Thursday, April 17, 2014
By Nathan Burgess email@example.com
If Doug Newman of Richmond-based Newman Concrete wants a full staff next year, he may have to shoulder some additional costs, or pay a penalty.
Cheryl Morse, senior benefits and wellness manager at Idexx Laboratories in Westbrook, talks about the new health care law in one of the company’s collaborative work spaces.
Gabe Souza/Staff Photographer
Newman's family-run company pours concrete at job sites around Maine, and has between 50 and 100 workers on staff during summers.
Most of those workers don't currently qualify for employer-paid health insurance from Newman's company, but because of the way the Affordable Care Act, the 2010 federal health reform law, is written, those workers could mean thousands of dollars in penalties if Newman doesn't provide health insurance.
A provision in the law states that employers with more than 50 full-time workers must provide health insurance to many of those employees or face penalties if even one worker has to draw federal subsidies in order to buy health insurance.
"That 50th employee is going to be the most expensive employee you ever put on payroll," Newman said.
The penalties go into effect in January. For a 70-employee company, the penalty will be $2,000 per full-time employee, minus the first 30 employees, or $80,000.
According to the Maine Department of Labor, 3,755 of Maine's 46,295 employers have between 20 and 99 employees. That's a small chunk, but one among many sectors of Maine employers who are facing challenges under the new law.
"I've actually heard of employers stopping projects and not hiring employees," said Joel Allumbaugh, CEO of the National Worksite Benefit Group, an employee benefits consultant. "Say if they've got 48 employees, maybe they don't do an expansion, and just try to stay where they are rather than take on the next project," he said.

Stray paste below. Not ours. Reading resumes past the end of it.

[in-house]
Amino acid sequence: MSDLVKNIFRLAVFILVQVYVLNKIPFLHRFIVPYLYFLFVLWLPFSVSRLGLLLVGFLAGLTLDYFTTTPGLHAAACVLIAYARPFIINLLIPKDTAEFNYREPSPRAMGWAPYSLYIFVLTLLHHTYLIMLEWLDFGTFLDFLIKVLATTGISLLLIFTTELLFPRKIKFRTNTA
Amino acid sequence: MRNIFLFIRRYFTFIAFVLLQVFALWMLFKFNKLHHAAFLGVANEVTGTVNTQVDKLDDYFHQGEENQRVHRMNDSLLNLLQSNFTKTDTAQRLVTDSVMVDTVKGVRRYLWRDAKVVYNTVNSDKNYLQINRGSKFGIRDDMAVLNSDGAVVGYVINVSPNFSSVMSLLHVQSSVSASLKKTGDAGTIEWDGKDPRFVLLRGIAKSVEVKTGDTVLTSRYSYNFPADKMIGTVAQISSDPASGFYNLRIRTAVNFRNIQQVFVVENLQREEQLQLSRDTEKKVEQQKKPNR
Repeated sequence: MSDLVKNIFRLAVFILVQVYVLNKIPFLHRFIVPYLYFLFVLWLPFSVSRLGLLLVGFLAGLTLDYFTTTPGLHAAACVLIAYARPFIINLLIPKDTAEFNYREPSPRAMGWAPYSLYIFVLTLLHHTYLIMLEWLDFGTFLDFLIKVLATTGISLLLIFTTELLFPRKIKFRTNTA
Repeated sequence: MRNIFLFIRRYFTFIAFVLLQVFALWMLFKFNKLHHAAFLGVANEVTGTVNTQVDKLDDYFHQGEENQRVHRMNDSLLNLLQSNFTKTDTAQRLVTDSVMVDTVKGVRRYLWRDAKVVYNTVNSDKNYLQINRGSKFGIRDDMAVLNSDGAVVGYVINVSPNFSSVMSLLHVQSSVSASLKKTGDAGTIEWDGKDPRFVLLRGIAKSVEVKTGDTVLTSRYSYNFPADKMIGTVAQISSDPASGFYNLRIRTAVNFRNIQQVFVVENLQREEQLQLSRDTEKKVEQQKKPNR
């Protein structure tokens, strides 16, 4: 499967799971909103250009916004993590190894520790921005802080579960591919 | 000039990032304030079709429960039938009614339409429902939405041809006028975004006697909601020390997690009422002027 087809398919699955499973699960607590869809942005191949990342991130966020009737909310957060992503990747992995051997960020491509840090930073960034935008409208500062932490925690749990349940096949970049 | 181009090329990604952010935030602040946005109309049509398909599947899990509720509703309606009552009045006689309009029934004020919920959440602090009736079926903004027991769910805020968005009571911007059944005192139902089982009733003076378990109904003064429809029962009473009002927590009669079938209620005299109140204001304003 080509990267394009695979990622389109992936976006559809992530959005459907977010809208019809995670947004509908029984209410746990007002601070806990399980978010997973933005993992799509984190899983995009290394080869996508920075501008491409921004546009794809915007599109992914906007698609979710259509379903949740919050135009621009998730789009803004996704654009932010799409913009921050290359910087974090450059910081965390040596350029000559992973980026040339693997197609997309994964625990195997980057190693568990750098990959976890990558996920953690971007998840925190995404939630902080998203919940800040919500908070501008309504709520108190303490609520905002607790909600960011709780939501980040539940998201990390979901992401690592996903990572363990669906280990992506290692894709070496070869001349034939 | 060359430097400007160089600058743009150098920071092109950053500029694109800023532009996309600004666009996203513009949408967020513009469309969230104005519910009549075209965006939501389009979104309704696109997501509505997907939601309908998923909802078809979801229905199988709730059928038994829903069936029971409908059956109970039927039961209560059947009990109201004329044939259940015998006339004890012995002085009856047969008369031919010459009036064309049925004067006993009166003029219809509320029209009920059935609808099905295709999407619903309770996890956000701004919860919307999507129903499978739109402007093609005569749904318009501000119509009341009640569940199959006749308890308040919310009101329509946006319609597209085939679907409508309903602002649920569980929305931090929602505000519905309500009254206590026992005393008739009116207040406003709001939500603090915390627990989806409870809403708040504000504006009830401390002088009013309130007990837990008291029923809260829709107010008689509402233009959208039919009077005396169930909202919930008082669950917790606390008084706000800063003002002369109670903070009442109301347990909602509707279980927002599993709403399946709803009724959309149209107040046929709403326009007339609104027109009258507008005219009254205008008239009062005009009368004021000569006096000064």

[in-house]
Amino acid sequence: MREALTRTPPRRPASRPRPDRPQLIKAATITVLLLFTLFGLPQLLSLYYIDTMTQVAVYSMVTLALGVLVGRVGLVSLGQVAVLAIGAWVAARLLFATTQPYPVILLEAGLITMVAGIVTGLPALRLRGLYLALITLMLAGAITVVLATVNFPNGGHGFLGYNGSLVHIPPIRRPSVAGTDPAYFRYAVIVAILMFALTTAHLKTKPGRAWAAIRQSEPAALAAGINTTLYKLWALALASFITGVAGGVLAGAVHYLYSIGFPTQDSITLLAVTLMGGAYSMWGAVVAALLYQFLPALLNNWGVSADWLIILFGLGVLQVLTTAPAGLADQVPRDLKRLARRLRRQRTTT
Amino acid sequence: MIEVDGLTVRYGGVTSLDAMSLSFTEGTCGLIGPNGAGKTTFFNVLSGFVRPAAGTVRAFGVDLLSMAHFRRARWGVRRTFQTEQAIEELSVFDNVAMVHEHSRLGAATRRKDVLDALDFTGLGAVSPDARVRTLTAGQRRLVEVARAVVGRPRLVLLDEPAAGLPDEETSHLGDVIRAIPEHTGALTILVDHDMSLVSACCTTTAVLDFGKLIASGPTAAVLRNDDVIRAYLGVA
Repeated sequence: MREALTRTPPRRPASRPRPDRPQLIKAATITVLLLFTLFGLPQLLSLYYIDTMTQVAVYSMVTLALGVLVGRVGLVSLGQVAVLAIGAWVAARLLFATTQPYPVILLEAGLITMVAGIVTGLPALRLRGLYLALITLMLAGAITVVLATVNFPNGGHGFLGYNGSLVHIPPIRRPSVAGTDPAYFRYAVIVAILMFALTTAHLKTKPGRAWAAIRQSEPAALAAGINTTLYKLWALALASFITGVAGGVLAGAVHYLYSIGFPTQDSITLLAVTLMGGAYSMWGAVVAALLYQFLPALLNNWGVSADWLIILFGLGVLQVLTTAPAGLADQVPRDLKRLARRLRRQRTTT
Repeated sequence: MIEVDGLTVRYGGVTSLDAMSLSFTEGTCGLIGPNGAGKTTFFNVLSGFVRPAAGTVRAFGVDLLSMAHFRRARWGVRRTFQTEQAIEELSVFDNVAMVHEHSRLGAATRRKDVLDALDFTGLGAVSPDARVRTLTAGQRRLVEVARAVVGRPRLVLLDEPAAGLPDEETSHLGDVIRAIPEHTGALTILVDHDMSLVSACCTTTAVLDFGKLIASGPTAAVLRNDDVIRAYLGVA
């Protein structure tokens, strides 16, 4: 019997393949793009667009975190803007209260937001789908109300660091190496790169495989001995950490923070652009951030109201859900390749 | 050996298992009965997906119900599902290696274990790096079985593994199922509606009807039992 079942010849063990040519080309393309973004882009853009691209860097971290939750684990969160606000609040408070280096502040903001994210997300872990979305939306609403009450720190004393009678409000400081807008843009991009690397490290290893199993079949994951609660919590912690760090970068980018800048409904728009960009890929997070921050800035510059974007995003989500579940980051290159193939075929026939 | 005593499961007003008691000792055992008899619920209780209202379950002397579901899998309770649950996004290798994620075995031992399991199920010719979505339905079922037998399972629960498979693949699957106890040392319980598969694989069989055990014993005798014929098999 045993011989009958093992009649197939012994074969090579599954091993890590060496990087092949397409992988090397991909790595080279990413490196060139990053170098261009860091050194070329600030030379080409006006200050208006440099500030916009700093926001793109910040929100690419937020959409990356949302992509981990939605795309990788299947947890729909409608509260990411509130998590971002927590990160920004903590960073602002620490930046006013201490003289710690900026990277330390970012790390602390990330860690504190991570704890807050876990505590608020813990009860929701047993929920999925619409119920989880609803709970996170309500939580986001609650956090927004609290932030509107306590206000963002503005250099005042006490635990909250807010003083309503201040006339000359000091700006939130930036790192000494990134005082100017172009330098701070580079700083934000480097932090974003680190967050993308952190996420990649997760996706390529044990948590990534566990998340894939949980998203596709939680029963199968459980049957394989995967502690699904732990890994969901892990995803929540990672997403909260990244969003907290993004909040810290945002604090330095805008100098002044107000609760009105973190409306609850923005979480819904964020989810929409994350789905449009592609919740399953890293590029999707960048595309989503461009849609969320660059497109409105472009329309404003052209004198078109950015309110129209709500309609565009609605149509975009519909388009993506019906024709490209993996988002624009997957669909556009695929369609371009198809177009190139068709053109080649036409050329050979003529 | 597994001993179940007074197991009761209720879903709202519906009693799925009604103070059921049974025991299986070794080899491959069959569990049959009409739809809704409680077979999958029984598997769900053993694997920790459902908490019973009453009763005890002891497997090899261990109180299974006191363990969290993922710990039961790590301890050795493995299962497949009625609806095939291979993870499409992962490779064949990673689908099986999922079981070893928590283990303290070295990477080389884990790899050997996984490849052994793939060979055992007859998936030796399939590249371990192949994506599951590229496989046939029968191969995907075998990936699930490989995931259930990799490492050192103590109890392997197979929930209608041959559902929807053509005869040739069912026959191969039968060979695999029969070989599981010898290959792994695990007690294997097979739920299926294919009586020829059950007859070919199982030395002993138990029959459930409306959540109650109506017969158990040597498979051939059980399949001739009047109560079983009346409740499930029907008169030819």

Allumbaugh is also the director of health care policy at the conservative Maine Heritage Policy Center, a critic of the law.
The reforms also will affect employers that have many part-time or seasonal employees, such as the Migis Hotel Group, a Maine-based operator of inns and lodges. The new rules could mean tweaking staff hours to stay in compliance. Under the health care law, an employee working an average of 30 hours a week is considered full time. If an employer has more than 50 employees, as Migis does, that could trigger the penalty if those employees don't get insurance.
"By changing the nature of full time to 30 hours, we could end up looking at insuring an awful lot of people," said Peter Twachtman, chief operating officer for Migis.
Seasonal employers have options under the law -- for example, workers who only put in full-time hours during a 120-day period are exempt from being counted toward the 50-employee threshold -- but Twachtman said he's still unclear on how Migis will approach compliance.
Several Maine businesses would not say how they planned to handle the new health care changes, including one who cited the "touchy" political nature of the reform law, which President Obama made a priority of his presidency.
Several large national employers, including the owner of the Papa John's pizza chain, were targeted for consumer boycotts after complaining about the law's cost. Darden Restaurants, parent company of the Olive Garden and Red Lobster chains, was criticized after company officials spoke publicly about cutting workers' hours in response to the employer mandates in the law.
"There was a lot of public backlash, and efficiencies did go down, so they put employees back to their typical hours," said Steven Gerlach, an attorney with the Bernstein Shur law firm in Portland.
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